Every few minutes I crept outside to observe the swiftly moving clouds.

At dusk the half moon appeared in a patch of blue overhead.

I walked across the drive to observe the bit of garden I weeded earlier.

Charlie-cat crouched on the side steps, unfazed by the storm.
Now at a bit past 10 pm I've made a last inspection of the weather. The thunder has ceased, rain drips quietly from the eaves. The thermometer has dropped to 58 F.
I will want a fire in the morning.
The most recent post from the local weather station is reassuring:

No Active Hazardous Weather Conditions
issued by NWS Columbia KY

Tuesday, April 4, 2017


Kentucky spring weather continues to be capricious.
These photos are from Sunday--a lovely day to be outside.
Change is noticeable each day--the shimmer of emerging leaves in myriad shades of green, or in the case of the maples, having distinctive rosy sheen. 

 I invented reasons to be outside--tidbits to be taken to the barn cats, the return of a jar which had held goats' milk, scraps to be tossed on what I call the 'compost pile.'

The redbuds have their glory days, providing flamboyant color after winter's somber hues.

I could endlessly watch the baby goats.

Isn't she cute?
Her nose is dangerously close to the electric fence which B. put up to confine the little ones to their grassy area off the back entry which served the Amish owners as their wash house.  A small roofed area has been converted to a straw-lined bed where a heat lamp glows through the night.

The youngest goats--triplet doelings--were brought out for the first time. They were quick to realize that they had space to caper and run.
Inevitably, the baby goats must learn that contact with the electric fence is unpleasant. When an inquisitive nose touches the wire, or an airy leap brings a small hoof in contact, the kid yelps and bounces away, quickly developing a healthy wariness.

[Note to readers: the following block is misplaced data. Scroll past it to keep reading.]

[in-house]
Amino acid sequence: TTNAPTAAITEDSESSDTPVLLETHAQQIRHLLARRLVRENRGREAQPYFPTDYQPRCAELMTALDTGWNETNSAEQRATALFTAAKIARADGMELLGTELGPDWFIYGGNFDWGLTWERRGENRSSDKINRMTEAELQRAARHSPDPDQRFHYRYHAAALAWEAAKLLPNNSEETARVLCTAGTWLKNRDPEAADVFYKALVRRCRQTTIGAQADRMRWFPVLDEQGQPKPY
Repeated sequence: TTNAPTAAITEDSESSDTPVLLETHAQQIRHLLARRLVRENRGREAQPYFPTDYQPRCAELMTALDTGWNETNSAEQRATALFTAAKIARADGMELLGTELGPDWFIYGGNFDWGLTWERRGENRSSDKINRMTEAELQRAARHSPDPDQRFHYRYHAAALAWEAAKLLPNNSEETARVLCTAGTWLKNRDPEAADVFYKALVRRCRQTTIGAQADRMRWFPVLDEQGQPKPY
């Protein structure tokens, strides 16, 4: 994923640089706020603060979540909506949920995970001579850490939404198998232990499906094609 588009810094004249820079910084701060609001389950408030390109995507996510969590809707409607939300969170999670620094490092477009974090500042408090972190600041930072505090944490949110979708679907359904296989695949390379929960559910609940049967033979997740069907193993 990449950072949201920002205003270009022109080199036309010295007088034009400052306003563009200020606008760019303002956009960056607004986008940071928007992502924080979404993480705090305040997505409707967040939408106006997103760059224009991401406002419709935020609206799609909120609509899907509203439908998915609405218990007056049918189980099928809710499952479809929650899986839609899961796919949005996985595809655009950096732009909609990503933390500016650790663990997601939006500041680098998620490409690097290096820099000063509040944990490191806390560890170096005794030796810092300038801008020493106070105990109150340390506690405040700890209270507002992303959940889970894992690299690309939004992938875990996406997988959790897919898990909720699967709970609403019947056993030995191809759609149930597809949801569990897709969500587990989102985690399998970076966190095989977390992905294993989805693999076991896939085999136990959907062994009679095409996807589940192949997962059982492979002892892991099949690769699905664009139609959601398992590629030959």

Not so with one of the little does. At her first 'bite' from the fence she flung herself into it rather than away, thrusting right through the four strands of wire, then, compounding her misery, turned and bolted back through, bleating piteously. 
She repeated this maneuver three times, crying.
F. climbed into the pen, cornered her and held her against his chest until she quieted.  When he set her on the grass she was ready to play. 
The baby goats love attention and there is always the possibility that a human approaching the pen may be bringing their food.
Until they are all more wary of the fence I've tried to admire them from a little distance not wanting to see them jostle each other against the wires.

Sally, who has developed an 'attitude,' is determined to nap in large plant pots.
I intend to take out some plastic cutlery to poke into the soil as deterrents. 

I tore myself away from the goats and decided I was ready to tackle some gardening chores, although I'm still favoring my back a bit.
The rugosas planted by my predecessor have put out yet more runners where they are not wanted.
I grubbed with a shovel, trying to follow the stout stems back to the mother plant. I found several sturdy volunteers had emerged in crevices between the concrete steps. Even a small length of woody stem left behind is capable of generating another bush or two.
I scraped out places in the gravely soil of the steep bank behind the retaining wall and poked the largest of the shoots into the ground. Several transplanted there a year ago have taken root.
The roses are pretty and sweet-scented and can do no harm if they should spread along the side hill.
Keeping the remaining ones within bounds will mean continuing vigilance.

I climbed the fence into the pasture where I had hastily interred a clump of double orange daylilies 2 years ago. I divided the roots and set them out below the concrete landing at the foot of the side porch steps. The creeping phlox which bloomed there during our first spring in residence has 'died out' allowing dandelion and other weedy things to flourish.  Knowing that 'ditch lilies,' as they are locally called, can multiply and bloom in adverse situations, this seems a likely place for them.
I rummaged out some plastic containers and planted a few seeds: tomato, muskmelon, viola, achillea. These are in the east facing windows of the sunroom and pantry. 
A few viola have pricked through the surface of the soil and one venturesome muskmelon has poked up a sturdy loop of green stem. 
Four packets of seeds arrived in yesterday's mail: two additional varieties of achillea that I covet, a pink butterfly weed [asclepias incarnata] and Camelot foxglove.
I shall no doubt once more over whelm myself with plants!
I have asked my daughter to be alert to any large planting containers that may appear on the yard sale circuit.
It was nearly dark when I gave up and creaked inside for a hot shower and a comforting mug of tea.

Clematis Candida has more than a dozen buds.
Rainy days and chilly nights are predicted for later in the week.
Exasperating--we had spring in February and now a relapse!